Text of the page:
Anderson Tejeda (#4 MLB, #5 BA, #4 Fangraphs)
Tejeda improved his stock greatly last year and might have received an aggressive assignment to Frisco in April if not for taking up switch-hitting, which hopefully will boost his weak production against lefties.
Reed probably would have led the system in homers in 2018 if he hadn’t been held back a month. He’s the standout in a system that doesn’t show much corner power right now.
The Cuban Arias set a Spokane record (as a Texas affiliate) with a .451 OBP and batted .366. The lighter-hitting Yonny Hernandez can’t quite match Arias’s on-base prowess but is a threat for 60 walks and 40 stolen bases.
Dorow is older (23) but has enough positional flexibility that he’s not wholly dependent on his bat to advance. Outfielders:
Leody Taveras (#6 MLB, #3 BA, #2 Fangraphs)
Bubba Thompson (#5 MLB, #9 BA, #3 Fangraphs)
Texas escaped a CF time-share last year by keeping J.P. Martinez in Spokane, but this year it couldn’t be avoided, as Thompson earned a promotion from Hickory while Taveras needs more time. The latter is still the youngest on the team despite repeating the level. Either is suitable for right when not in the middle. To my mind, the #1 goal for the system is getting the AA/AAA rotation prospects to Arlington. #2 is getting Thompson, Taveras, Tejeda and J.P. Martinez to Frisco with their prospect statuses intact. I don’t mean they all need to reach AA this season, but I’m hoping at least three of the four will graduate to there by next April.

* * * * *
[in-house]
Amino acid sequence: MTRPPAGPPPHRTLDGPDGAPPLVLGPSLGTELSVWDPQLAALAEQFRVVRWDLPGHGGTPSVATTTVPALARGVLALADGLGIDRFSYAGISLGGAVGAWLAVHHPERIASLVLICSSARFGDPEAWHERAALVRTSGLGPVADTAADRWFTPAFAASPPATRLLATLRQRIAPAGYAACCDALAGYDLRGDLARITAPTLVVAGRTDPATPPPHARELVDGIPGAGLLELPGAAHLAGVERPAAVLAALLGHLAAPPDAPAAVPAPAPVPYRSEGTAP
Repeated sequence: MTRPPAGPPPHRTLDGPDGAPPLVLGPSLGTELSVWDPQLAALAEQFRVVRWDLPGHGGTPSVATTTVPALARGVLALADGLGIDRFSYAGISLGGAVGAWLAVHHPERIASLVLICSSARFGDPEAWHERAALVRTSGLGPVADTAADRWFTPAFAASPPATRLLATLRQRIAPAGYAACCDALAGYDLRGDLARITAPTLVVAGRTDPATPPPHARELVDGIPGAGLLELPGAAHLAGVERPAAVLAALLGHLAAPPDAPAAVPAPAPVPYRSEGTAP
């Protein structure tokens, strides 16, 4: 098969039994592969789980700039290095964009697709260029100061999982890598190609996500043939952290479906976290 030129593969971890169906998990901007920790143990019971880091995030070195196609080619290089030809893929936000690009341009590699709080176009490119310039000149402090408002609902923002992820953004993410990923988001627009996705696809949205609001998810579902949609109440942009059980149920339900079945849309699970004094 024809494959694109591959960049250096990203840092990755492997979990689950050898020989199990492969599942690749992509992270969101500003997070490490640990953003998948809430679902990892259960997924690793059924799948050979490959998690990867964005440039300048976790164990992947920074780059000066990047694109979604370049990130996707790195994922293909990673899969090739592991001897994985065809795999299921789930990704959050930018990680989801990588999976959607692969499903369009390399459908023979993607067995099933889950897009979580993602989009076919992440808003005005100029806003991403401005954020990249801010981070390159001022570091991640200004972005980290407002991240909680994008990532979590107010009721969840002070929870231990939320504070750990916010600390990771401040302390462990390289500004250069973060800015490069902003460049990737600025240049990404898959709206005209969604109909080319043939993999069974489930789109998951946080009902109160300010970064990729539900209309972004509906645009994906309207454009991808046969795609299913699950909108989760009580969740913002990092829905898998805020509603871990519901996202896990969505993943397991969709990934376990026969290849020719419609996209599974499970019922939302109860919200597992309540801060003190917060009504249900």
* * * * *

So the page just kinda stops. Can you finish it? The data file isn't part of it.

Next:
Youngest: Taveras (20 years / 8 months), Thompson (20 / 10), Hernandez (20 / 11), Tejeda (20 / 11), Alexy (20 / 11) LOW-A HICKORY
South Atlantic (Sally) League
L.P. Frans Stadium (1993)
Park Factor: 1.01
Park-Adjusted Average Scoring: 4.3 runs per game
Home-Grown Players: 24 Rotation (maybe):
Hans Crouse (#1 MLB, #1 BA, #5 Fangraphs)